We went through one town where food processing was going on; both drying of grain, which we see quite often and drying of pasta, which we see less often.  The pasta must be a little grey after spending a day by the road, because the wash water coming out of my shirt after half a day of cycling is very grey.

image

Lots of kids here; often being cared for by older people, presumably grandparents.  We went by a school where very young children were sining.  Very lively at 11:30 when kids were coming back from school in bright, clean clothing.
Most colourful picture was of a man pushing his three wheel bicycle up a hill with a load of decorative and/or commemorative wreaths.

image

Mystery of the week are the big old trees wrapped in black cloth.  Sometimes they are dead stumps, sometimes they are severely pruned back but alive.  Can’t figure out what is going on with these.

image

Day 5 to Quzhou

We rolled back down out of the mountain village into the plains. 
They sent us over a mix of back roads, back alleys behind villages and big highways.  On the smaller roads in the villages we get some surprise reactions from the local residents, but on the highways we only occasionally get waves or smiles; those folks have seen it all.

image

image

The highlight of the day was a little shrine I spotted by the side of a newly built highway.  Since it had horses painted on the front wall I thought I should go check it out, and it was well worth the visit, as the door was open, and there were brightly painted life-sized figures inside, as well as paintings on the wall. 

image

image

Two of the characters were very dramatic, the rest looked more saintly.  There was lots of melted candle wax  on the stand in front of the three main figures.

image

The rest of the road was regular rural chinese highway between fields, housing developments and factories. 
The most interesting street vendor of the day was a bee keeper who had his hives right by the side of the road and a couple of jars of honey available for sale on a table by the sidewalk.  He was not wearing any protective netting, nor was he using any smoke as he worked around his hives.

image

It was a long day, 130 km, but a cool day, with cloud cover keeping the sun off us.  We got into the hotel about 1  pm.  It is a brand new grand hotel with a couple of chinese touches; lions by the doorway and modern electrical devices; in this case hall lights which turn on as you go by, but unfortunately the hall is dark and the lights turn on only when you get right beside them, so it creates a dark cave

Day 4 Yiwu to Guodong

Another amazing day on the road, and we are staying in a very different environment than last night, or the night before… We rode through a lot of suburban industrial zones again.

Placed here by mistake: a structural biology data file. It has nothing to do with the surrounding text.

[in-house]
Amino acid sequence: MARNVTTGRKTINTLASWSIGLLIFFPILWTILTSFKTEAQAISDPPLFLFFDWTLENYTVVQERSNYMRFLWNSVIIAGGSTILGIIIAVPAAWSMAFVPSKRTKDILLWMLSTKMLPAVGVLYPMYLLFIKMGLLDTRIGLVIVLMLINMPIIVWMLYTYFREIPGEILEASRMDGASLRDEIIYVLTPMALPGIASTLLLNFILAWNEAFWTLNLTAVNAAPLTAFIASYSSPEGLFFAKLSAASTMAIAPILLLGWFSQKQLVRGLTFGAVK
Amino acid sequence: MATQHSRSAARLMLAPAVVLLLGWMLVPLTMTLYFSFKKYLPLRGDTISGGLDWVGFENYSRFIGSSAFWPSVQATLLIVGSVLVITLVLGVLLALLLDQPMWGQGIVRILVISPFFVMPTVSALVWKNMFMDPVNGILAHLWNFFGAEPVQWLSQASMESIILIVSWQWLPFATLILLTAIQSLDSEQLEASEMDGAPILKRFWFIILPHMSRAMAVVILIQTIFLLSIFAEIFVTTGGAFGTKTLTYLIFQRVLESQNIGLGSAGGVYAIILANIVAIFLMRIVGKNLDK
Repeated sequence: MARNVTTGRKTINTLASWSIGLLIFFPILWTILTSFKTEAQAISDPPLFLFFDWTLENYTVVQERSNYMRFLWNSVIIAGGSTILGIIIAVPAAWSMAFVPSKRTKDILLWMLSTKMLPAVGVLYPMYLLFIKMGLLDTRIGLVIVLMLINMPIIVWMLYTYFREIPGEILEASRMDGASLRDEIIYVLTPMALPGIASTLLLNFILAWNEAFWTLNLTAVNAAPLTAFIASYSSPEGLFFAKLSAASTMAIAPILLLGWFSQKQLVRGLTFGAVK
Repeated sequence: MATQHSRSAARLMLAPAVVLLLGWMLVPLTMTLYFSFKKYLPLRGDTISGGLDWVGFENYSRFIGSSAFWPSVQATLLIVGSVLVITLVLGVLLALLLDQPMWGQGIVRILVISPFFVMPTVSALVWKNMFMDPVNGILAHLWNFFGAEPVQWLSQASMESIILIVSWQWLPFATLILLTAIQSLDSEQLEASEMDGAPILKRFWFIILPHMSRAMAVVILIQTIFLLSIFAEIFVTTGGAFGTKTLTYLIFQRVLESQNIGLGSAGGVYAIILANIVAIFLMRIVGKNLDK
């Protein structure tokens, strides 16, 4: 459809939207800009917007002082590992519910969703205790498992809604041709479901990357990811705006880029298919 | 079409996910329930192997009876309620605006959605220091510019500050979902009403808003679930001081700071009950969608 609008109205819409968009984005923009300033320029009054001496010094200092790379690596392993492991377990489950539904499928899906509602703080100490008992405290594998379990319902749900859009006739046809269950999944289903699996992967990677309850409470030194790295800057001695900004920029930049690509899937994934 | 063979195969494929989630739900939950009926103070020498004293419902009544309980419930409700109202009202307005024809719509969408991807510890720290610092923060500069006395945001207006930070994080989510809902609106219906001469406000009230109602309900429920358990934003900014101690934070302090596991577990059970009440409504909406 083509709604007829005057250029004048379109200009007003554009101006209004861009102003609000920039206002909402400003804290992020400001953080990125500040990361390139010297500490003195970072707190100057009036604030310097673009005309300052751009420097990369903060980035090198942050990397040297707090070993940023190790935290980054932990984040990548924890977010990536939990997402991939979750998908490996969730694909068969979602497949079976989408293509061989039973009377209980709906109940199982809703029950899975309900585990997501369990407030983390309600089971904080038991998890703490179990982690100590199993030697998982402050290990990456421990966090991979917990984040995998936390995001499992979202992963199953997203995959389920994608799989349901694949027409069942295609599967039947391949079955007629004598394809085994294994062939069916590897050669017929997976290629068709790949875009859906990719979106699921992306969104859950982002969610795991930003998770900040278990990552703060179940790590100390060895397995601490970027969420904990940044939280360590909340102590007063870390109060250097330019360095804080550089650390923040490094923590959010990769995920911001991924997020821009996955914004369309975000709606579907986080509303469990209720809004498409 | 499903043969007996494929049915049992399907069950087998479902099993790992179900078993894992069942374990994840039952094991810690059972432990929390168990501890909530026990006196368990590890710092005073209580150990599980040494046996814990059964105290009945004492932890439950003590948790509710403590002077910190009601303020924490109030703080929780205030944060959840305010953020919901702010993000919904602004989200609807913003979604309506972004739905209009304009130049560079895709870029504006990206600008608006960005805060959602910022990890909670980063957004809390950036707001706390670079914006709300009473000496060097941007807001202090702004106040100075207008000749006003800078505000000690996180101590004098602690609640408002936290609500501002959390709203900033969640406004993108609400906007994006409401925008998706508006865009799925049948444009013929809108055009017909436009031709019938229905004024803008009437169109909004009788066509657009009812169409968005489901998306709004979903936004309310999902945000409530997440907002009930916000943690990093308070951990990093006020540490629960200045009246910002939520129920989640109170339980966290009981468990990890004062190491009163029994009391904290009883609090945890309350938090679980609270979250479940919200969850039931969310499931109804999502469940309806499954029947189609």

IMG_20130925426

We must have passed thousands of factories by now, some looking busy, but most not. Some look very basic, while other have grand entrances with their corporate names on marble, guard houses at the gate and lions by the entrance.

We also rode through a lot of towns where the highway was lined with 3-4 storey buildings consisting of a workshop at the ground level with open garage doors, and residential above. We rode through some ridges between flat areas, which offered short climbs and long runs down.

IMG_2013092539902

In the middle of one town, we ran across a fellow standing at the edge of a round-about selling puppies to people driving by in their cars. That was strange enough, but stranger yet were the black stripes on the puppies; never seen that breed before!

IMG_2013092538763

Finally, at the end of the day, we turned off the highway into some hills, and climbed up an increasingly small road to a mountain village with a mix of older buildings and some more modern ones.

Our hotel is at the top of this village, which seems to be a “resort”, a tourist site and possibly a former religious centre. Several bus tours of Chinese people walking around with guides, and a number of stores selling what appear to be medicinal herbs, leaves and seeds. There were also a number of simple restaurants to cater to the passing tourists, and a group of us settled down in one to share some beer and lunch.

IMG_2013092558986

The streets of the village are full of unusual sites, ranging from small workshops producing cloth bags with Santa Claus images to a little shrine with an elaborate scene made up of brightly painted sculptures.

IMG_2013092533974IMG_201309251521

Day 3 West Lake in Hangzhou

I went for a ride in the West Lake park in Hangzhou.  It is a well designed and extremely popular park.  The lake itself is a good size, possibly 10 km square, it is surrounded by park, it includes a few islands and a couple of causeways.  
The city is in the background across the lake.
image

We were allowed to ride on the causeways, but not on the walking paths.
image

image

The light breeze of the day was imperceptible in the forest surrounding the lake, but felt lovely on the island and the causeways.  There were thousands of people enjoying the breeze and exploring around the park.  
image

Literally hundreds of boats are available for tours of the lake, most with an oarsman skulling in the back, but there are also some bigger motorized boats, including one two storey house which presumably can serve meals on board.
image

The grounds were beautifully planted and maintained; everything was clean and well organized, but people were at ease & enjoying themselves, even dancing in one of the pavillions.
image

Day 3 Hangzhou to Yiwu

Today we saw a lot of small-scale industrial China from a large secondary road.  Thank goodness for big, wide bike lanes, because we were beside a 4 lane road the entire day, sharing the ride with an increasingly rural assortment of scooters & bikes. IMG_2013092434527

Not a very scenic ride.  We passed by some unusual sights; a brush salesman and his wife going house to house must have tired of striking a pose and smiling for most of the 40 cyclists who passed by.

IMG_2013092437339

There was also a duck farming operation with swarms of ducks scattering from end to end of the pond.

IMG_2013092436102

The town of Yuwi seems to specialize in trade shows, and we are in the textiles area.  The hotel is called “Lai Ting Fashion Hotel”.